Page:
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Iowa Legislature ends session known for big tax cuts

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FILE - Iowa Gov. Kim Reynolds delivers her Condition of the State address before a joint session of the Iowa Legislature, on Jan. 11, 2022, at the Statehouse in Des Moines, Iowa. Reynolds is introducing herself to the nation by delivering the Republican response to President Joe Biden's State of the Union address. (AP Photo/Charlie Neibergall, File)

DES MOINES, Iowa (AP) — Iowa lawmakers ended their legislative session Wednesday, about five weeks behind schedule because of a dispute over education spending.

The session also ends with Senate Republicans, for the first time in more than 100 years, denying reporters access to the main chamber floor the entire session.

The Senate and House adjourned just after midnight without reaching agreement on Gov. Kim Reynolds’ proposal to divert $55 million from public schools toward taxpayer-funded scholarships for up to 10,000 students to attend private schools.

Since convening in January, Republicans who hold large majorities in each chamber did work with the governor to pass significant legislation, including big tax cuts that create a flat income tax, ends taxes on retirement pensions and lowers taxes for corporations. When fully implemented, the cuts will lower annual state income by about $2 billion.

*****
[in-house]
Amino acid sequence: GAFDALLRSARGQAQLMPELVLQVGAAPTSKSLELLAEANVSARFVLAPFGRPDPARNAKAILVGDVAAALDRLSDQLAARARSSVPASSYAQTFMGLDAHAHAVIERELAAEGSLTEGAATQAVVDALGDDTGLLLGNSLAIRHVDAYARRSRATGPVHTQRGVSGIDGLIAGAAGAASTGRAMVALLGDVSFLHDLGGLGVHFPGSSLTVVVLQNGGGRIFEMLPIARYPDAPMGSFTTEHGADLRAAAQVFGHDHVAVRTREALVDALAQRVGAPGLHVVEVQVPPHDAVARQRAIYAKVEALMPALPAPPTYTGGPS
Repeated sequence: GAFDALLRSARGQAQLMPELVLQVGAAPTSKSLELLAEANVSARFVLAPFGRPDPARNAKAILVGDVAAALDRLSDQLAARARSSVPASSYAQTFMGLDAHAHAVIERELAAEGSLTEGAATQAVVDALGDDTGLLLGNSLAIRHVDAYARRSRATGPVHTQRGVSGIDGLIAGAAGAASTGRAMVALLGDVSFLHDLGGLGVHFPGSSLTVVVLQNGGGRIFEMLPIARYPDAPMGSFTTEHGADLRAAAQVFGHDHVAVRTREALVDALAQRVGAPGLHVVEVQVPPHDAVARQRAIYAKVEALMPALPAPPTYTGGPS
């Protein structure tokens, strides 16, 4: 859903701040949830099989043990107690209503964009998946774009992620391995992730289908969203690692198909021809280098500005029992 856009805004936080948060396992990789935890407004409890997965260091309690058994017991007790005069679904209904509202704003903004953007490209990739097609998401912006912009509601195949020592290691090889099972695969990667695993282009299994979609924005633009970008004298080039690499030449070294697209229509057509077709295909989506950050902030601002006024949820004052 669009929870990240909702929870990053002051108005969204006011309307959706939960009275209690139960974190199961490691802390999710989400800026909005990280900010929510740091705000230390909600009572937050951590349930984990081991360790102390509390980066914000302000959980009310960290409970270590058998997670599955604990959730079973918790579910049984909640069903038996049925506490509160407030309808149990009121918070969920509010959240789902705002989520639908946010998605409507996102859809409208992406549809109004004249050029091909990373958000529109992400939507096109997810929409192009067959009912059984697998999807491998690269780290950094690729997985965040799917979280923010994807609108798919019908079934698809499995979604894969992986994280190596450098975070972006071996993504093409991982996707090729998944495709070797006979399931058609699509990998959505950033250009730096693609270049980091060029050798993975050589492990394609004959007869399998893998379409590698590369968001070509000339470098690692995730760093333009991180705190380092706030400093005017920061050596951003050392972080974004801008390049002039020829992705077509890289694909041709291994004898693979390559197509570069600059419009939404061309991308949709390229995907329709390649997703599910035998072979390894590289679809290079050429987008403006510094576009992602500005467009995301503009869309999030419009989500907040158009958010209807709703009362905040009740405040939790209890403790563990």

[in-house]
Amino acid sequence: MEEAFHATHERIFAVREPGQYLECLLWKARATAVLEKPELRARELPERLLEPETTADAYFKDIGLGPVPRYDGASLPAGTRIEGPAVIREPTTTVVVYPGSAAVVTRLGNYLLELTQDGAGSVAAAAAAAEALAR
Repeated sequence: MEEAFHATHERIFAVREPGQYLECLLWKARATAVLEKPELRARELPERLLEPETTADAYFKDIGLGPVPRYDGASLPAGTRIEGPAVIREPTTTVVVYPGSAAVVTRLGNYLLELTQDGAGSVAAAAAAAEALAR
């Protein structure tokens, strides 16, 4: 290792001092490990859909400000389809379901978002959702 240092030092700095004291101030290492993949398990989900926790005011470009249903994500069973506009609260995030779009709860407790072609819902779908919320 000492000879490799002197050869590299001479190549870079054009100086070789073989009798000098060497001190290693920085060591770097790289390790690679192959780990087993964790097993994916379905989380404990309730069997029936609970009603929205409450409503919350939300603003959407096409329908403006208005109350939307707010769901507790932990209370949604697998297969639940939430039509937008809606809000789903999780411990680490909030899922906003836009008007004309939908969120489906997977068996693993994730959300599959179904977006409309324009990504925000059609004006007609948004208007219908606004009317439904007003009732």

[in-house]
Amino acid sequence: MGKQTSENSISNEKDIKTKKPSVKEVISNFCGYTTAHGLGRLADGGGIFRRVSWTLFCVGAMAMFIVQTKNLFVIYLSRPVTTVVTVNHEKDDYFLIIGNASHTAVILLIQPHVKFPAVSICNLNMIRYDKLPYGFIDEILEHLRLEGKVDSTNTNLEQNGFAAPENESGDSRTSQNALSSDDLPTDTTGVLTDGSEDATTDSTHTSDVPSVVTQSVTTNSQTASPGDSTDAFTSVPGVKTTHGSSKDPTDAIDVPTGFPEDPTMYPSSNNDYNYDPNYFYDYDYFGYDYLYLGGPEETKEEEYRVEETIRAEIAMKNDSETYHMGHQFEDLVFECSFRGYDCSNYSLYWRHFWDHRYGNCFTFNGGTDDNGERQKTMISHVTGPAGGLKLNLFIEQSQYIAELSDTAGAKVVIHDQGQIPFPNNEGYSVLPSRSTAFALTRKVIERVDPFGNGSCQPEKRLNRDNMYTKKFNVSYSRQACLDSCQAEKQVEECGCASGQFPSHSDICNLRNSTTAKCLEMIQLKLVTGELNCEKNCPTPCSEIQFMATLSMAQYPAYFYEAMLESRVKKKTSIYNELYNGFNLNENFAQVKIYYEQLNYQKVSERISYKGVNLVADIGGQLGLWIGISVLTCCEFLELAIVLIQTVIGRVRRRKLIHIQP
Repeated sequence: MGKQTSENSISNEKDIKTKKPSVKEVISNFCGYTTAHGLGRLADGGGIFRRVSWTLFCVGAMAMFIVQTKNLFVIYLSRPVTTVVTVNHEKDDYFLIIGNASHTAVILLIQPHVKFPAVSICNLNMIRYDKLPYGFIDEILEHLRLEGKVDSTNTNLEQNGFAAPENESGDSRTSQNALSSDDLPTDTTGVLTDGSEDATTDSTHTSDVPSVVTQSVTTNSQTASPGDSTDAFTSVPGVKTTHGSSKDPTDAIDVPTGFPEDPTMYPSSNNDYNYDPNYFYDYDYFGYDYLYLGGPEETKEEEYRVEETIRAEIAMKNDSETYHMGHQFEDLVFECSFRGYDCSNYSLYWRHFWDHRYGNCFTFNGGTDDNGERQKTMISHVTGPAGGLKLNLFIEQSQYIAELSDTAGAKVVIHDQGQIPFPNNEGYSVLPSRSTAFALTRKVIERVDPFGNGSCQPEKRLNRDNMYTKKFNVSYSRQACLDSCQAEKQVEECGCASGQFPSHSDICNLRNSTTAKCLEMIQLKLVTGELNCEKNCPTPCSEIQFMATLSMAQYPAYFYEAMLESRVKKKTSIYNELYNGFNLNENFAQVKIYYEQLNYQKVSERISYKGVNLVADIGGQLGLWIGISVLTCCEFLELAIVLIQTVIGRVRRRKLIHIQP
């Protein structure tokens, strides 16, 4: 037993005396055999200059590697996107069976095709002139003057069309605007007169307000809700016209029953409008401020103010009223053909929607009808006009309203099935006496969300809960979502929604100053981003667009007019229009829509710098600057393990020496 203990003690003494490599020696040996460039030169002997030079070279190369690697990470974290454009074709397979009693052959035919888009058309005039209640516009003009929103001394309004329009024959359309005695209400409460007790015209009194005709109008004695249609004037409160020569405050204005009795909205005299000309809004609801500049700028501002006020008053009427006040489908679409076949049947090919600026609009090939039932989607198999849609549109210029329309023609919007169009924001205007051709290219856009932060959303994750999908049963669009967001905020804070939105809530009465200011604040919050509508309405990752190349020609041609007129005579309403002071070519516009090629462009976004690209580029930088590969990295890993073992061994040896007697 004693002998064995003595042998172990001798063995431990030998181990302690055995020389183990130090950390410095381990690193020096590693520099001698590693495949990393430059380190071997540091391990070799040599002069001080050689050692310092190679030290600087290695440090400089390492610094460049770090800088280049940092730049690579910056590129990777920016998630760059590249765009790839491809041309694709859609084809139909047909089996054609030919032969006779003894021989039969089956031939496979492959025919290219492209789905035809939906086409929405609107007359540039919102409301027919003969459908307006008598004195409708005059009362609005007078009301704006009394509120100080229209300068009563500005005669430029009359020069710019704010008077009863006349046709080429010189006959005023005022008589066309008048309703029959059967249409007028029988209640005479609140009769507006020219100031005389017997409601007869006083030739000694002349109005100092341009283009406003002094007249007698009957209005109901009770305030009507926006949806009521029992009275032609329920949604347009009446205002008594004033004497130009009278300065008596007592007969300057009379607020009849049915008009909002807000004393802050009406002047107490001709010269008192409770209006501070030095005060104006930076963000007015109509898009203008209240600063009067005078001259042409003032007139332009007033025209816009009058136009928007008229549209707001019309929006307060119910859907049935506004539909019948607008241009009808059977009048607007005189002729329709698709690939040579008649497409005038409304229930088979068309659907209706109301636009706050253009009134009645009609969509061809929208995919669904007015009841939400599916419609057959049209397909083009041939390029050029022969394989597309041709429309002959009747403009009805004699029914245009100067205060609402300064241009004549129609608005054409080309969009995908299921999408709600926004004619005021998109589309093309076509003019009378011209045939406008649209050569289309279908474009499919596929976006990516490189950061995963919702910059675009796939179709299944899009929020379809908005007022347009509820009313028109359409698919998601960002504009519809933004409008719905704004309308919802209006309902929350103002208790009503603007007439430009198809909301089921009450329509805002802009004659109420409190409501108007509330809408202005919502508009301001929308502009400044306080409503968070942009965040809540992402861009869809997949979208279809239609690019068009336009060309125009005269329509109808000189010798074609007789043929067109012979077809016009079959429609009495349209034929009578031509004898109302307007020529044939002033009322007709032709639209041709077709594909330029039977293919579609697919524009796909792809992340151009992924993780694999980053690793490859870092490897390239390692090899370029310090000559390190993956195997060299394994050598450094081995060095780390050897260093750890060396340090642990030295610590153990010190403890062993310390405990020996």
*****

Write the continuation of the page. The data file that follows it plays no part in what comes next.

Late in the session, the Legislature also dramatically changed Iowa’s 44-year-old bottle bill, potentially scaling back a program that is popular with the public but has long been opposed by grocery retailers.

Reynolds also signed a bill that prohibits transgender females from participating in girls high school sports and women’s college athletics, rejecting opponents’ argument that she would harm vulnerable children to solve a nonexistent problem.

She also signed into law a bill that cuts unemployment benefits for Iowans, saying the safety net “has become a hammock” at a time when employers were having trouble filling jobs.

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